“According to the current position, there is a realistic chance that Hungary’s targets will be realised in the United Kingdom’s European Union exit process”, Minister of Foreign Affairs and Trade Péter Szijjártó declared following a meeting of related ministers from the remaining EU member states in Brussels on Monday.

At his press conference, the Minister explained that the Government had four important goals in process with relation to Brexit: the brokering of a fair agreement on the conditions of the exit, preserving close economic relations, maintaining cooperation within the field of security, and guaranteeing the acquired rights of Hungarian citizens living in the United Kingdom.

“According to the current position, there is a realistic chance that Hungary’s targets will be realised”, Mr. Szijjártó said, adding that Hungary regrets the exit of Great Britain, but this is something with regard to which UK citizens have the exclusive right to decide, and accordingly the Government does not wish to comment on the move.

The Brexit meeting was followed by a meeting of EU foreign ministers at which, according to Mr. Szijjártó, cooperation with the countries of Central Asia and the situation in Bosnia-Hercegovina were discussed, in addition to which Ukraine will also be on the agenda.

In reply to a question, the Minister told reporters that former Macedonian Prime Minister Nikola Gruevski indicated his wish to submit a request for asylum at one of Hungary’s foreign representations, but the Government played no role in him getting there.

He underlined that the Hungarian authorities encountered the affair for the first time at this certain foreign representation, in a country neighbouring Macedonia, from where Gruevski “reached Hungary totally legally and in accordance with all relative national and international laws; all of his border crossings were lawful”.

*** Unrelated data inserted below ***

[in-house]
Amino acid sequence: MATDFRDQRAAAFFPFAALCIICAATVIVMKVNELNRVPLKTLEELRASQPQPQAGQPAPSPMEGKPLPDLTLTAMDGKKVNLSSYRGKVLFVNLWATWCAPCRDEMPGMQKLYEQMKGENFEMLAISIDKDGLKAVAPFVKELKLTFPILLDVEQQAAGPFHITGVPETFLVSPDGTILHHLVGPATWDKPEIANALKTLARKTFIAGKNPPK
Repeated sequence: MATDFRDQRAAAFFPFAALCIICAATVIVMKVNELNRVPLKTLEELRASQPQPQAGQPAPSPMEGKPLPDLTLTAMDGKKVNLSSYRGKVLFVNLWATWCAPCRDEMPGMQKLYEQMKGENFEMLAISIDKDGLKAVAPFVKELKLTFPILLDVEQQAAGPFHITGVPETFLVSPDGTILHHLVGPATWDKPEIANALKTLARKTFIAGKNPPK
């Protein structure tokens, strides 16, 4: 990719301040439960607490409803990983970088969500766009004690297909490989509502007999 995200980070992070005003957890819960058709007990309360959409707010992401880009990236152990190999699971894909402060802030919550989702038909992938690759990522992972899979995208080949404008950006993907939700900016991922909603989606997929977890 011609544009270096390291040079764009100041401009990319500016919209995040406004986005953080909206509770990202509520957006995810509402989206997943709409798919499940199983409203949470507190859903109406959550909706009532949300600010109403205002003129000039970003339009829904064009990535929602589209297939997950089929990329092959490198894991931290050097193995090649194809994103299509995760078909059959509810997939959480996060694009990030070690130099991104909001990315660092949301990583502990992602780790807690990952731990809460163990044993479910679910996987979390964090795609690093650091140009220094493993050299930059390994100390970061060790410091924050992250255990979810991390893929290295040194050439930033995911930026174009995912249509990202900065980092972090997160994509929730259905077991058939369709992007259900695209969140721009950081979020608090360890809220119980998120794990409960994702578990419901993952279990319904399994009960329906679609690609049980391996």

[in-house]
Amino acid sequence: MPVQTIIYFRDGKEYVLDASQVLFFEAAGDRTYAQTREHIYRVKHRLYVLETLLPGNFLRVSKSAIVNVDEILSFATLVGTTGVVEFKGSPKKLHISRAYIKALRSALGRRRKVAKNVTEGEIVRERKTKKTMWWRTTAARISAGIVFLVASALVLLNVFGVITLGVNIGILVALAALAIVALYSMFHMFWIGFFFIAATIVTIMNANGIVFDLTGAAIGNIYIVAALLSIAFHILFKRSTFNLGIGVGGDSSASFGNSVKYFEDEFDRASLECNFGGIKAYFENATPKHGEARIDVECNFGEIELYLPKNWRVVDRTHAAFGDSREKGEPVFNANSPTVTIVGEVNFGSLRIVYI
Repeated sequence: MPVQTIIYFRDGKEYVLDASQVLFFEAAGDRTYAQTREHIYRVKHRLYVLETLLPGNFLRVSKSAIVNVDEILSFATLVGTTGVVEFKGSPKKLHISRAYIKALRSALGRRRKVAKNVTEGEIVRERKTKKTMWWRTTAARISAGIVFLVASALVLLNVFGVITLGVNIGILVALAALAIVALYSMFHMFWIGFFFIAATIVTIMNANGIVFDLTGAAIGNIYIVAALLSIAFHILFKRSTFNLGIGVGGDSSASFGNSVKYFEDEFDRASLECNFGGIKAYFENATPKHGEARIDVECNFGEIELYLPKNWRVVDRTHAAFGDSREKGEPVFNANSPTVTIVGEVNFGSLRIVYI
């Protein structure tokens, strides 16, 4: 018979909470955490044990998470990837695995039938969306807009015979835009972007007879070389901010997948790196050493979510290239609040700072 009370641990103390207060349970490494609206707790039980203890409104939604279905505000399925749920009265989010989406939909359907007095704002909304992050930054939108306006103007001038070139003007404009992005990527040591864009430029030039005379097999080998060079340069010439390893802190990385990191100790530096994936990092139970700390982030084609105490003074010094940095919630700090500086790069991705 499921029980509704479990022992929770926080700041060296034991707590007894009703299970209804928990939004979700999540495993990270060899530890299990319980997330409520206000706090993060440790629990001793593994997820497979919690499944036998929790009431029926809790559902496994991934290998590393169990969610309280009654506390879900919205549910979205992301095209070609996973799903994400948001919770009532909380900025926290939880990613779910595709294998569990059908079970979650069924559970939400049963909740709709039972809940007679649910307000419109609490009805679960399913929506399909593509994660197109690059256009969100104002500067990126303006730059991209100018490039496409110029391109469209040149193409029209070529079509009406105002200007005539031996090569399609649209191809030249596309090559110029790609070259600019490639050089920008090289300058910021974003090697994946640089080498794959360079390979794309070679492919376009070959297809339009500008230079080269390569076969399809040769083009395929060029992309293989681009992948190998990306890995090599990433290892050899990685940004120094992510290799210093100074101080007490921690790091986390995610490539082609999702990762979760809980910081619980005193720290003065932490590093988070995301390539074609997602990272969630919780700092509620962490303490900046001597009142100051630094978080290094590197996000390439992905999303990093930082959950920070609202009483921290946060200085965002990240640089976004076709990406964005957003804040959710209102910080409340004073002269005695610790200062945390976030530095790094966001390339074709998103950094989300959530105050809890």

As he explained, none of his EU colleagues brought up the matter on Monday, but he will be holding bilateral talks with the Macedonian Foreign Minister in early December on the sidelines of the NATO meeting in Brussels.

“For Hungary, supporting Macedonia is not a question of party of government sympathy”, he said.

In addition, he repeated the Government’s position, according to which this is a legal issue, not a political issue.

In reply to a question concerning the Central European University (CEU), Mr. Szijjártó said that for the moment the Government does not see it as proven that the institution does in fact perform education activities in the United States.

“I have no knowledge of preparations for a mandate aimed at enabling me to conclude another (higher education) agreement”, he said.